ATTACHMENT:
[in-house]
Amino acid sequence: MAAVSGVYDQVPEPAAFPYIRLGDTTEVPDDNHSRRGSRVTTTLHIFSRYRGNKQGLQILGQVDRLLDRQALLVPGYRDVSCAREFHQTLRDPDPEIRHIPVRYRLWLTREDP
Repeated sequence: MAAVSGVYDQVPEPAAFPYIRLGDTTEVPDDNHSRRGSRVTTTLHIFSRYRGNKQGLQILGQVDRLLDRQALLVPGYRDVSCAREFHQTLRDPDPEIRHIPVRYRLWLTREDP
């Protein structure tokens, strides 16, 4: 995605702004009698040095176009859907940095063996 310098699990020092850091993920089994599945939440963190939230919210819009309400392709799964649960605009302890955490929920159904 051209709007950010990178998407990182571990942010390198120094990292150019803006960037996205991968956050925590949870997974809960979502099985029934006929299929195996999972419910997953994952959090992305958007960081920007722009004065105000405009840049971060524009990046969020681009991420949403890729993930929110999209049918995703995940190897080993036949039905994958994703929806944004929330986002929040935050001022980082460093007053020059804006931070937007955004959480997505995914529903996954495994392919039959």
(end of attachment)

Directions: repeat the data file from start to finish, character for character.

[in-house]
Amino acid sequence: MAAVSGVYDQVPEPAAFPYIRLGDTTEVPDDNHSRRGSRVTTTLHIFSRYRGNKQGLQILGQVDRLLDRQALLVPGYRDVSCAREFHQTLRDPDPEIRHIPVRYRLWLTREDP
Repeated sequence: MAAVSGVYDQVPEPAAFPYIRLGDTTEVPDDNHSRRGSRVTTTLHIFSRYRGNKQGLQILGQVDRLLDRQALLVPGYRDVSCAREFHQTLRDPDPEIRHIPVRYRLWLTREDP
């Protein structure tokens, strides 16, 4: 995605702004009698040095176009859907940095063996 310098699990020092850091993920089994599945939440963190939230919210819009309400392709799964649960605009302890955490929920159904 051209709007950010990178998407990182571990942010390198120094990292150019803006960037996205991968956050925590949870997974809960979502099985029934006929299929195996999972419910997953994952959090992305958007960081920007722009004065105000405009840049971060524009990046969020681009991420949403890729993930929110999209049918995703995940190897080993036949039905994958994703929806944004929330986002929040935050001022980082460093007053020059804006931070937007955004959480997505995914529903996954495994392919039959």